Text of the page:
I’ve been busy working for money.
Not like all those Mommy bloggers who are really just justifying that they don’t work outside the home. So anxious to dispel your ideas and reassure themselves because they don’t really “own” their perfectly fine decisions. (Mr. Fresh’s very prejudicial take, not mine. Not really.)
Sometimes I wonder if I ever “own” anything about myself. There’s a thread, smooth with years of friction, pulling through my mind constantly to catch a “good excuse.” That maybe wants to fail people. That wants my potential to always still be true, to be outstanding, so that I never have to cash the check of my spectacular gifts.
Never to get to the bank and find out they’re tin, or fake, maybe not even good fakes.
It was fun to say: sort of glamorous. And a good excuse: "I wish I could help you with that, but I am overwhelmed with paying work." Sometimes I wonder if, as post-70s-feminists, we've become romantics about work.
They called me a talented child, but no one knew what to do with me. I was head and shoulders above the other kids. Schoolwork was easy and occasionally, rarely, fun, but a good way to please people. I learned not to study, not to work, not to try. I could do things with one hand tied behind my back.
Dispelling the panic of my last few months at a (very) liberal (very) arts(y) college, I spieled, “I just have to figure out how to get paid for sitting around nursing a beer and talking about ideas. You know, a café intellectual. Anyone have any alumni contacts in that field?”
(Mommy blogging might be a pretty good fit, actually.)
The real world, when I finally entered it, was interested in neither head, nor shoulders, nor folks in half-upper-bondage. They didn't want to buy great ideas OR rent out people who were smarter than everyone else. Can you imagine?! I worked at “other things.” [Insert stories about “coping,” “money,” the beauty of compromising by living in the real world.]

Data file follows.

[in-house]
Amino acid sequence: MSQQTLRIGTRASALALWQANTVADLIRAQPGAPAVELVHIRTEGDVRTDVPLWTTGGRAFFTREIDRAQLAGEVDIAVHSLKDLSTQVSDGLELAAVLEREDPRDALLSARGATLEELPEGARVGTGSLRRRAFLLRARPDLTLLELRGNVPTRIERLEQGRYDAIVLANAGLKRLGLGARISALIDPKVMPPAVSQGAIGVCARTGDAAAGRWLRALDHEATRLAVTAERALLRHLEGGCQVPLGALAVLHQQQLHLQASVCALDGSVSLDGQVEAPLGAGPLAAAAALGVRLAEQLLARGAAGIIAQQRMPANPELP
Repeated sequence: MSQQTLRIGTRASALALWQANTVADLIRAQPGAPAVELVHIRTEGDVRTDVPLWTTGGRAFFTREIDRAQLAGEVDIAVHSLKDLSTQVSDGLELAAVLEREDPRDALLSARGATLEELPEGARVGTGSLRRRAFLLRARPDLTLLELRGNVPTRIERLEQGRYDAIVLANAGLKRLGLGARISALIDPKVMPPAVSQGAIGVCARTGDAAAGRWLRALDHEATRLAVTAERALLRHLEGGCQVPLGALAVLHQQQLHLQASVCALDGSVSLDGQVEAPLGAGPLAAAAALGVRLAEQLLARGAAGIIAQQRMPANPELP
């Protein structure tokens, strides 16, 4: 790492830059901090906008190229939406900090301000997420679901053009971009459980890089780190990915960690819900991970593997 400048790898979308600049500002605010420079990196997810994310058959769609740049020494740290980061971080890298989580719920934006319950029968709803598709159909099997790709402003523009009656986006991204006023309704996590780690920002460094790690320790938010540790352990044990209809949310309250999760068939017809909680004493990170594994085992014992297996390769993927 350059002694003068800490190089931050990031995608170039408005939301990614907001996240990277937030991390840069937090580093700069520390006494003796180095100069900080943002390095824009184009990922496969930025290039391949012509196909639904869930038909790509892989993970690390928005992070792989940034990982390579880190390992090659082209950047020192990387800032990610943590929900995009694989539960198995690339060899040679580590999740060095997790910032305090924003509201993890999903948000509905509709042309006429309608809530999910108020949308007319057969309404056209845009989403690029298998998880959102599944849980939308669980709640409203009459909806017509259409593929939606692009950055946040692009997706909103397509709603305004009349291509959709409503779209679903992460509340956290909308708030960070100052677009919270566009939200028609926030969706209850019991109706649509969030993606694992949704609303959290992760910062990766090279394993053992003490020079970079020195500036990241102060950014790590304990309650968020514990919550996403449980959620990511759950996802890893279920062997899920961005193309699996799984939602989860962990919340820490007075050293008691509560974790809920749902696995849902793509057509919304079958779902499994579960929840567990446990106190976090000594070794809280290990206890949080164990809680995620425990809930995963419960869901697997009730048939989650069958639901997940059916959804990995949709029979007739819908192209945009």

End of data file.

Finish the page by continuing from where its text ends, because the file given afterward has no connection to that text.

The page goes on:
Early this year I started “not working” for the first time since age 14. Then this freelance job showed up. In some ways, it was an ideal gig, work from home, flexible hours, using my talents, in a field I have a sense of mission toward. And in the past few weeks, as the work heated up, as they fell in love with me, and as I started to accept that I might have a job as a creative, someone with room for eccentricity and Oh God the hair, I was having fun. Some fun. I enjoyed being productive. Dressing up before breakfast.
I even tried to tame the mane, at a further disadvantage because many products are still in boxes somewhere.
I loved the idea of having “clients.” Doesn’t that sound romantic? At least, if you don’t perform Brazilian waxing? (Why do they call it that? It sounds more like “waning” than “waxing” to me).
But it was the worst possible timing. Mr. Fresh’s new job means he has no flex to cover for me on weekdays and is trashed on weekends. We moved. Shortie started kindergarten. The firm started to want me at lots of meetings. The client, who has rather sharp teeth (but who I like enormously), needs a lot of handholding. I was too busy, not fun busy, and losing sleep and still with the persistent cough.
Mr. Fresh and I did the math and figured out that, after travel and band aids, as a household we might clear $6/hour. I can be a fucking artist for that. Instead of kissing butt and driving all over the state with no road signs for the client whose address is listed wrong on their own web site.
This morning, when I quit, I felt like an enabler dumping an alcoholic. Maybe that’s a good sign… that I’ve broken a tie, recognized something that’s not right for me now, and stuck to my guns.
Maybe it’s the first step in housewifely entropy.
Maybe there are about a hundred other ways to make money and improve the world waiting on my “desk” (dining room table and a bunch of boxes) right now.
Maybe life is meant to be easy, and work a playground for my talents.
Maybe the client will develop some boundaries and call me back.
Maybe I’m playing games and just won a hand.
I thought I might want to pull a late-stage, last-ditch widow card: "I'm sorry, while I watched my husband die, I swore I'd never do anything un-fun again."
But that wasn't it. The romance is gone. There's no intrinsic value in work and no shame in being a stay-at-home Mom. Sorry, Mom, I'm over it. At least for now.
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